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South Korea to restrict anti-Trump rallies

Anti-war activists hold placards reading “Return OPCON (wartime control) Now!” during an anti-US rally outside the Defence Ministry in Seoul on November 2, 2017 ahead of US President Donald Trump’s visit to South Korea.<br />North Korea slammed US President Donald Trump as “incurably mentally deranged” in a personal attack ahead of his first visit to Asia, as South Korea’s leader insisted Washington could not take military action on the peninsula without his agreement. / AFP PHOTO / JUNG Yeon-Je

South Korean police will restrict public rallies near the country’s presidential palace during Donald Trump’s first visit as head of state, a report said Thursday, reducing his chances of being exposed to opposition.

It is the first time that Seoul has imposed limits on public gatherings since President Moon Jae-In, a former human rights lawyer, took power in May, according to the Yonhap news agency.

Organisers of around 50 protests — mostly anti-Trump rallies — applied to hold the demonstrations across Seoul but police turned down most requests to gather near the presidential Blue House, citing security concerns, Yonhap said.

Police granted two requests in the security area — one of them a pro-US meeting to welcome Trump — “to ensure freedom of assembly”, it added.

One of Moon’s campaign promises was restoring freedom of expression and assembly seen to have eroded under his conservative predecessor, Park Geun-Hye, who was impeached over a corruption scandal.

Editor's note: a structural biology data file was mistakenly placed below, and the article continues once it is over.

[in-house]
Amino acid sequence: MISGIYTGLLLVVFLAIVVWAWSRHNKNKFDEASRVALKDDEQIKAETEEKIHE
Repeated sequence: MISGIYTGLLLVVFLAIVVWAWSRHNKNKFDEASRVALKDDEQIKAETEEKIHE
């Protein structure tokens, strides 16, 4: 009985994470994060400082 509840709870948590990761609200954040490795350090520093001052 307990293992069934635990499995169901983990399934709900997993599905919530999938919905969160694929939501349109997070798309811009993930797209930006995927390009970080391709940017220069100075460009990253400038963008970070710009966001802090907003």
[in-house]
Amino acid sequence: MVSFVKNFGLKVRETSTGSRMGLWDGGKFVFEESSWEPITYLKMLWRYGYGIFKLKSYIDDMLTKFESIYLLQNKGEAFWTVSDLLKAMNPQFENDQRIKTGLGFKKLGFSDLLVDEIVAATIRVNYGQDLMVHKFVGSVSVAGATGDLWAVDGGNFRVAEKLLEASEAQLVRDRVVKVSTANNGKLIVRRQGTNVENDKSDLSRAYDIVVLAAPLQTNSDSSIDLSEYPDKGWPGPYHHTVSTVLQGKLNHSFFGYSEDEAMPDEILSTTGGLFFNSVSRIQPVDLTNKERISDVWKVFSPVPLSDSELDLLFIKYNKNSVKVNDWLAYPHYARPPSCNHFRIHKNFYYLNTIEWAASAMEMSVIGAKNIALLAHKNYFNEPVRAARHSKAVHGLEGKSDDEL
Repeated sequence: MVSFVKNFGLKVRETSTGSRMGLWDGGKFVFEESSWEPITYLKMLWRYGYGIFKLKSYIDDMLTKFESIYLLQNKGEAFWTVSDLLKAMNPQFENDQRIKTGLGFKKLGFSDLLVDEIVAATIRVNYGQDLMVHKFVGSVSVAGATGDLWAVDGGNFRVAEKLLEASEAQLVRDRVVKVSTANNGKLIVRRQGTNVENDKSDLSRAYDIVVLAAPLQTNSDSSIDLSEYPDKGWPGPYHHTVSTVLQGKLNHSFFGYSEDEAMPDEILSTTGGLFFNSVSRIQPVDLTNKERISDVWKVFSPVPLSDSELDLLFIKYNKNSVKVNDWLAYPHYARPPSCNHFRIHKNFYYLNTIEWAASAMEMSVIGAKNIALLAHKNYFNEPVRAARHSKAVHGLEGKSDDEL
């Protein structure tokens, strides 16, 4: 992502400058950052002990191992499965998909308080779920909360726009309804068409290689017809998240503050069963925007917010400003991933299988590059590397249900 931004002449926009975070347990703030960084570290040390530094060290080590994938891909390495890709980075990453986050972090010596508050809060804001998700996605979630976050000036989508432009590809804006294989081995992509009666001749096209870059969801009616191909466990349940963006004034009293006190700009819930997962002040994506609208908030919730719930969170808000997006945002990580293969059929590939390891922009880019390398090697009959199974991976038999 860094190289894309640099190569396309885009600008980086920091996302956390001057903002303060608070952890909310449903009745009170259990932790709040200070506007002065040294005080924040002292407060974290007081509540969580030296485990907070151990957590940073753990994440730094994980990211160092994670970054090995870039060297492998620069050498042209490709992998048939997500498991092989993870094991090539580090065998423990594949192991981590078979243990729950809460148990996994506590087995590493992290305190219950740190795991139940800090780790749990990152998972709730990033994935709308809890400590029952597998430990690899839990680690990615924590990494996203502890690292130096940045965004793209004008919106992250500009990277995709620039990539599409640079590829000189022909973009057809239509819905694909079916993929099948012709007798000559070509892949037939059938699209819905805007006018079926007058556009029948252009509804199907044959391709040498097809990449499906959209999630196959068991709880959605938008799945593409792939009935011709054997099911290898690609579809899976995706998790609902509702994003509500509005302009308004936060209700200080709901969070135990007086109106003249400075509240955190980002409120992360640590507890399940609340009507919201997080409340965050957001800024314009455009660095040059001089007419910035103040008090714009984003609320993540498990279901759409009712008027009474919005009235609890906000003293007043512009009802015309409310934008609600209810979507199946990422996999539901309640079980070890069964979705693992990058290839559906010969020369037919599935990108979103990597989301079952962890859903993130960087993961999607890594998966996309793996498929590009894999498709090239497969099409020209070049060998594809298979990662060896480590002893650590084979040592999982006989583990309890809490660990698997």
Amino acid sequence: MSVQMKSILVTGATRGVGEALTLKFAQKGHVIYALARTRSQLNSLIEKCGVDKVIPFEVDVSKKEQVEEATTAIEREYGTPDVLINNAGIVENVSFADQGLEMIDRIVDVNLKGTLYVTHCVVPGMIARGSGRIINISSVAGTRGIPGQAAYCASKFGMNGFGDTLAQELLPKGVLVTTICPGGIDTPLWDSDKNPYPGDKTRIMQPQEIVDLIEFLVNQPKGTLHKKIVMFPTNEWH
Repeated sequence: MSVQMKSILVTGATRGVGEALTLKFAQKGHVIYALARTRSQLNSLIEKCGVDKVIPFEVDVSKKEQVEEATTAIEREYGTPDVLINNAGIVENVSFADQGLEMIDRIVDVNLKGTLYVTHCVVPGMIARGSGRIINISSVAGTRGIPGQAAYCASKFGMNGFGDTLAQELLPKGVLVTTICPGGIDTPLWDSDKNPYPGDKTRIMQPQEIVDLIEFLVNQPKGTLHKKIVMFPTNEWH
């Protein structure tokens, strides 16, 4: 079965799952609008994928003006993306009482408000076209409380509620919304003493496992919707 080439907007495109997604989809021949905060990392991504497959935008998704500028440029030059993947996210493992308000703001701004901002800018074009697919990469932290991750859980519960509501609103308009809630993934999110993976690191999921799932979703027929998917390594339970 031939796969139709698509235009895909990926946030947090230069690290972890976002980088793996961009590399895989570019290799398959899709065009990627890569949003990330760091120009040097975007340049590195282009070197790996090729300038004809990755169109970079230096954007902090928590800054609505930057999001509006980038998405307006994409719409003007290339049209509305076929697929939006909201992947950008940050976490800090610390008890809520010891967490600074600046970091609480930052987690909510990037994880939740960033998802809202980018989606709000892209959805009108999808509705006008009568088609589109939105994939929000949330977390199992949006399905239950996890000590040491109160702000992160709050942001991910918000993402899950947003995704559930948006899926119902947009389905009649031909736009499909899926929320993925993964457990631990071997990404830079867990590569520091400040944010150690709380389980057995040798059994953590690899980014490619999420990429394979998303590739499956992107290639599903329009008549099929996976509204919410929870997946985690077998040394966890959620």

Heavy security is expected in the capital for Trump’s November 7-8 trip, during which he will hold a summit with Moon — whom he has accused of “appeasement” towards the nuclear-armed North — and visit a US army base.

The South is a key US ally and hosts 28,500 American troops, but many of Trump’s critics in the country see him as a warmonger whose war of words with North Korean leader Kim Jong-Un has escalated tensions.

The North conducted a sixth nuclear test in September and has launched multiple missiles capable of reaching the US mainland.

And the two leaders have traded threats and personal insults in recent months, heightening global alarm about potential conflict.

Trump is also due to visit Japan, China, Vietnam and the Philippines during his first Asia tour since taking office in January, with all eyes on his message to the North and Kim.

Police in Seoul did not immediately respond to requests for comment by AFP.



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